At the first party congress in 36 years, North Korea's strongman Kim Jong Un should have announced a policy shift that would have brought his country out of its self-inflicted isolation, writes DW's Alexander Freund.
"If you want to test a man's character, give him power," Abraham Lincoln once said. But despite the immense power at his disposal, North Korea's young ruler Kim Jong Un has so far not used it judiciously, since he took over the reins of the isolated Northeast Asian nation four years ago.
He seems to have strengthened his hold on power - by systematically purging his opponents within the ruling party as well as in the military, while at the same time demonstrating determination by continuing to pursue the nation's controversial nuclear and missile programs.
But with these moves, Kim has brought North Korea further to the verge of despair.
The first Workers' Party congress in 36 years offered a glimmer of hope, with Kim issuing a "significant and important statement" ahead of the event. Giving the impression of a statesman, the young dictator announced on the big stage that the North would only use nuclear weapons for self-defense and advance global efforts toward nuclear disarmament.
That may sound reassuring for the international community, but it ultimately was a renewed attempt to portray the communist nation as a full nuclear power.
At the same time, the "responsible nuclear state" wants to pursue efforts to promote economic development. While this may sound reasonable, it should probably be understood as an attempt to cheer up the public, and particularly the officials, whose lives have been severely affected by an array of international sanctions imposed against the country. The newly-built amusement parks are no longer enough for the starving subjects.
Carrots and sticks
The really surprising announcement at the congress came when Kim declared that Pyongyang would strive to improve relations even with the countries that have so far been regarded by the North as "hostile."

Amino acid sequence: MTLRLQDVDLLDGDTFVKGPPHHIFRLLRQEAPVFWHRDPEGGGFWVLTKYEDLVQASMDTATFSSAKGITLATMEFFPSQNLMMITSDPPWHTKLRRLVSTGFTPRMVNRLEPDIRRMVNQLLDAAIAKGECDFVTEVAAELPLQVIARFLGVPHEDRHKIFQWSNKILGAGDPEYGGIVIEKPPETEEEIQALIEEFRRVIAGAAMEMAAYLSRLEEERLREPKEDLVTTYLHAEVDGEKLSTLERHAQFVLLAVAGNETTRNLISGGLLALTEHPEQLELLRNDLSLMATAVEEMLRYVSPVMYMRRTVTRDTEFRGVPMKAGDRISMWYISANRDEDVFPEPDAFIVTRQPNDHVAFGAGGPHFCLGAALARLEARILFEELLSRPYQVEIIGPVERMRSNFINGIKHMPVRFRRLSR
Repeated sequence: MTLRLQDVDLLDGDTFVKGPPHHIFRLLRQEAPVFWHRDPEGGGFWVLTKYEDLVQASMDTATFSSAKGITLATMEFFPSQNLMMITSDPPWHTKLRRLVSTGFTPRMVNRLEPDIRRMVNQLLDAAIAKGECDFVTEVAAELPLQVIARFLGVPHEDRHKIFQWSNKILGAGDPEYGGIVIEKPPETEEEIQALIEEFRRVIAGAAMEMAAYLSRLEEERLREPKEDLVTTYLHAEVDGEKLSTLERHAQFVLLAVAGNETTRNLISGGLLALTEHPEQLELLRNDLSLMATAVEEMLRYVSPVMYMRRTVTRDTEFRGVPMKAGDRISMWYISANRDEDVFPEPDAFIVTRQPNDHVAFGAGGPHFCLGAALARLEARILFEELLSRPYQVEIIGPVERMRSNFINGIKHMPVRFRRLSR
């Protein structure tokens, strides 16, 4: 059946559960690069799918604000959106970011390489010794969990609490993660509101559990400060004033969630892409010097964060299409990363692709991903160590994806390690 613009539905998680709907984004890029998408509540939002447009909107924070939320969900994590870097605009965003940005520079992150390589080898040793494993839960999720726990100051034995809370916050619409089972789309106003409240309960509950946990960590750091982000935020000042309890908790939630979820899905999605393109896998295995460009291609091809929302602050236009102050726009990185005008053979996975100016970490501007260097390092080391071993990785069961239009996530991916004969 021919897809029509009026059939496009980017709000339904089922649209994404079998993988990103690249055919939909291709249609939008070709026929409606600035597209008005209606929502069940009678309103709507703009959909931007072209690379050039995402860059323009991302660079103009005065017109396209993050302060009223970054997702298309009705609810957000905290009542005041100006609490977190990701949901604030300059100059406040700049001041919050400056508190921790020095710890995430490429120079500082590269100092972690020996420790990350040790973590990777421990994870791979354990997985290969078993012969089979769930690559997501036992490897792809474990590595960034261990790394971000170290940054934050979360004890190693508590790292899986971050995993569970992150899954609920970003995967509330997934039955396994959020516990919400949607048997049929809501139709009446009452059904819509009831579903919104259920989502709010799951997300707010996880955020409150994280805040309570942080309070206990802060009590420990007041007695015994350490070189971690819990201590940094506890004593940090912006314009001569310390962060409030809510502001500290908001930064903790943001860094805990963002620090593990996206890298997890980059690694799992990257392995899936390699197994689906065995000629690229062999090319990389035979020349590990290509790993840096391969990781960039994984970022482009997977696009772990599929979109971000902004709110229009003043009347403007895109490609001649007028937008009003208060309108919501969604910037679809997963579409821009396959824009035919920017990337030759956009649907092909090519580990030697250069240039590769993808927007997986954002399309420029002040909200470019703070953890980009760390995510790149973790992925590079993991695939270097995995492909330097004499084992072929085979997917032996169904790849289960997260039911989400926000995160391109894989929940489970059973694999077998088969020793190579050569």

Confidence-building talks with South Korea would at least mark a start, even if the conciliatory tones are probably primarily directed toward the next South Korean government, which might probably be more willing to compromise than the conservative President Park.
By convening the first party congress in 36 years, Kim Jong Un had an historic opportunity to cautiously lead the North into the 21st century.
After all, the 33-year-old Kim went to school in Switzerland and is well aware of the world outside the isolated nation. He could have announced an overhaul of the communist government, thus signaling a change in policy.
Exploiting the personality cult surrounding the Kim family, he should have set the stage for a gradual opening up of the country in line with the Chinese model, in which the communist party - and not the military - controls all the levers of power, but where emphasis is also laid on economic development.
However, for that, the North will have to abandon its bellicose rhetoric. And only then will Kim be able to avert a collapse of the regime, and end the country's isolation as well as build a more sustainable state. But Kim has missed this historic opportunity. He lacked either the will or the strength to announce such a turnaround.
Instead, North Korea is drifting deeper into isolation. The nation's sole ally China snubbed Pyongyang following its recent nuclear and missile tests, with Beijing too now complying with the stringent sanctions imposed by the international community.
This has severely hampered the North's trade with China, which has led to a substantial loss of the country's foreign exchange earnings - the income Pyongyang needs to finance its nuclear and missile programs. In addition, the South has withdrawn from the jointly-managed Kaesong industrial complex, a move demonstrating that Seoul is not willing to pursue efforts to see change in the North irrespective of the cost.
It would certainly be a mistake to underestimate North Korea and the Kim family, as the state and its ruling clique are ruthless when it comes to their survival. At the same time, we must not overestimate their capabilities. The sanctions are taking a toll, and the North has its back to the wall.
As a precautionary measure, the regime has imposed more hardships on the population. There is even talk of another "Arduous March," a terrible euphemism referring to the famine that killed millions in the 1990s. The regime should have announced a policy shift at the party congress. But the young dictator, for all his power, only turned out to be a prisoner of an anachronistic system.
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